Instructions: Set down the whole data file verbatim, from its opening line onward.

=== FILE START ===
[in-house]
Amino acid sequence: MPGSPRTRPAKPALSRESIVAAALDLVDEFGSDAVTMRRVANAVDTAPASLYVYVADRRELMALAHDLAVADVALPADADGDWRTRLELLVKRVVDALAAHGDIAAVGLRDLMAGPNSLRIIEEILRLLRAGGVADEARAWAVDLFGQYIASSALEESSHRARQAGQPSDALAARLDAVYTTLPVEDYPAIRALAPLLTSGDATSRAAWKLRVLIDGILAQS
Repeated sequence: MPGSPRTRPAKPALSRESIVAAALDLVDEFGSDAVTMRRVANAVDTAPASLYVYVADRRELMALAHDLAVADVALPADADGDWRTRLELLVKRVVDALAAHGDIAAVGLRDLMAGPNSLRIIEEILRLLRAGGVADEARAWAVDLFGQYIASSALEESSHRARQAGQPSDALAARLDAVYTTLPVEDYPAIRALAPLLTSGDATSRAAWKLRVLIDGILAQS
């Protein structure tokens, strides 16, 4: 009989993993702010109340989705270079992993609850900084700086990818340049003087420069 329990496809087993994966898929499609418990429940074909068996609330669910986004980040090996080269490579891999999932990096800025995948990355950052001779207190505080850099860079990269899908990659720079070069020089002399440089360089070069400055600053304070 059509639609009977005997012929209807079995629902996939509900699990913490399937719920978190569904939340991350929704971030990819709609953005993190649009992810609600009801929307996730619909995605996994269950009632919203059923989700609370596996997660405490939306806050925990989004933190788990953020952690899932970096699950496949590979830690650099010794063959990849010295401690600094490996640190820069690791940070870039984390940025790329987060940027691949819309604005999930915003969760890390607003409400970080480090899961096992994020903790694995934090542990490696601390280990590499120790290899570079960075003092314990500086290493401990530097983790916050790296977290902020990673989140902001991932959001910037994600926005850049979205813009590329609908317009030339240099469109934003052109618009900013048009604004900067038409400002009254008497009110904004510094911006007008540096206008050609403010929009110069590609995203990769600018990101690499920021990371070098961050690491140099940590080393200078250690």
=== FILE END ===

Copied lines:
[in-house]
Amino acid sequence: MPGSPRTRPAKPALSRESIVAAALDLVDEFGSDAVTMRRVANAVDTAPASLYVYVADRRELMALAHDLAVADVALPADADGDWRTRLELLVKRVVDALAAHGDIAAVGLRDLMAGPNSLRIIEEILRLLRAGGVADEARAWAVDLFGQYIASSALEESSHRARQAGQPSDALAARLDAVYTTLPVEDYPAIRALAPLLTSGDATSRAAWKLRVLIDGILAQS
Repeated sequence: MPGSPRTRPAKPALSRESIVAAALDLVDEFGSDAVTMRRVANAVDTAPASLYVYVADRRELMALAHDLAVADVALPADADGDWRTRLELLVKRVVDALAAHGDIAAVGLRDLMAGPNSLRIIEEILRLLRAGGVADEARAWAVDLFGQYIASSALEESSHRARQAGQPSDALAARLDAVYTTLPVEDYPAIRALAPLLTSGDATSRAAWKLRVLIDGILAQS
């Protein structure tokens, strides 16, 4: 009989993993702010109340989705270079992993609850900084700086990818340049003087420069 329990496809087993994966898929499609418990429940074909068996609330669910986004980040090996080269490579891999999932990096800025995948990355950052001779207190505080850099860079990269899908990659720079070069020089002399440089360089070069400055600053304070 059509639609009977005997012929209807079995629902996939509900699990913490399937719920978190569904939340991350929704971030990819709609953005993190649009992810609600009801929307996730619909995605996994269950009632919203059923989700609370596996997660405490939306806050925990989004933190788990953020952690899932970096699950496949590979830690650099010794063959990849010295401690600094490996640190820069690791940070870039984390940025790329987060940027691949819309604005999930915003969760890390607003409400970080480090899961096992994020903790694995934090542990490696601390280990590499120790290899570079960075003092314990500086290493401990530097983790916050790296977290902020990673989140902001991932959001910037994600926005850049979205813009590329609908317009030339240099469109934003052109618009900013048009604004900067038409400002009254008497009110904004510094911006007008540096206008050609403010929009110069590609995203990769600018990101690499920021990371070098961050690491140099940590080393200078250690």